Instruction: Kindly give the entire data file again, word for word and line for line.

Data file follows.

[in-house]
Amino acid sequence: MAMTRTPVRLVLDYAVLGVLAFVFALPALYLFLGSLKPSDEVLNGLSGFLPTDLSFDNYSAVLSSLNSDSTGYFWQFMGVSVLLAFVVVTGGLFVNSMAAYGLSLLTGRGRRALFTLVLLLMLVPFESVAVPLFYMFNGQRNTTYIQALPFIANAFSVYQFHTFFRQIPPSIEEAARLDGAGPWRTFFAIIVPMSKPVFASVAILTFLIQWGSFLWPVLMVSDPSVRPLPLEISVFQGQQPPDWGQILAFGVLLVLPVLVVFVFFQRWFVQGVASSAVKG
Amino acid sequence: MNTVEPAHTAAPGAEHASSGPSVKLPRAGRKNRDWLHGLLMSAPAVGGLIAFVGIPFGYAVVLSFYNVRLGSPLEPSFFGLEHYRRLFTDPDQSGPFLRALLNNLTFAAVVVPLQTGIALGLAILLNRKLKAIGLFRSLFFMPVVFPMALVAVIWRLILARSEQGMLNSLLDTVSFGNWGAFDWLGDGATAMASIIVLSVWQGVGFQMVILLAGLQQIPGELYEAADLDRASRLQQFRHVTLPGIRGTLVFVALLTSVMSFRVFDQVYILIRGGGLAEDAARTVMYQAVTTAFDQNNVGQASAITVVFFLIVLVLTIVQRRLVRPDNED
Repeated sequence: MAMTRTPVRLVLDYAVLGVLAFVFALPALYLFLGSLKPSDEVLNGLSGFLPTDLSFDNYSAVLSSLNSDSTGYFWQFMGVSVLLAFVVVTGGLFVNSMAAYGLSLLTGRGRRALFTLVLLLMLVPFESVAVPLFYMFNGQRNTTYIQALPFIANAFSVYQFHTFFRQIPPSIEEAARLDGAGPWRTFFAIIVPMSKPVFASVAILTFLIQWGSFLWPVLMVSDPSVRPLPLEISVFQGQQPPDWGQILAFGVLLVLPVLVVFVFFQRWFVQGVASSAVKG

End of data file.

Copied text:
[in-house]
Amino acid sequence: MAMTRTPVRLVLDYAVLGVLAFVFALPALYLFLGSLKPSDEVLNGLSGFLPTDLSFDNYSAVLSSLNSDSTGYFWQFMGVSVLLAFVVVTGGLFVNSMAAYGLSLLTGRGRRALFTLVLLLMLVPFESVAVPLFYMFNGQRNTTYIQALPFIANAFSVYQFHTFFRQIPPSIEEAARLDGAGPWRTFFAIIVPMSKPVFASVAILTFLIQWGSFLWPVLMVSDPSVRPLPLEISVFQGQQPPDWGQILAFGVLLVLPVLVVFVFFQRWFVQGVASSAVKG
Amino acid sequence: MNTVEPAHTAAPGAEHASSGPSVKLPRAGRKNRDWLHGLLMSAPAVGGLIAFVGIPFGYAVVLSFYNVRLGSPLEPSFFGLEHYRRLFTDPDQSGPFLRALLNNLTFAAVVVPLQTGIALGLAILLNRKLKAIGLFRSLFFMPVVFPMALVAVIWRLILARSEQGMLNSLLDTVSFGNWGAFDWLGDGATAMASIIVLSVWQGVGFQMVILLAGLQQIPGELYEAADLDRASRLQQFRHVTLPGIRGTLVFVALLTSVMSFRVFDQVYILIRGGGLAEDAARTVMYQAVTTAFDQNNVGQASAITVVFFLIVLVLTIVQRRLVRPDNED
Repeated sequence: MAMTRTPVRLVLDYAVLGVLAFVFALPALYLFLGSLKPSDEVLNGLSGFLPTDLSFDNYSAVLSSLNSDSTGYFWQFMGVSVLLAFVVVTGGLFVNSMAAYGLSLLTGRGRRALFTLVLLLMLVPFESVAVPLFYMFNGQRNTTYIQALPFIANAFSVYQFHTFFRQIPPSIEEAARLDGAGPWRTFFAIIVPMSKPVFASVAILTFLIQWGSFLWPVLMVSDPSVRPLPLEISVFQGQQPPDWGQILAFGVLLVLPVLVVFVFFQRWFVQGVASSAVKG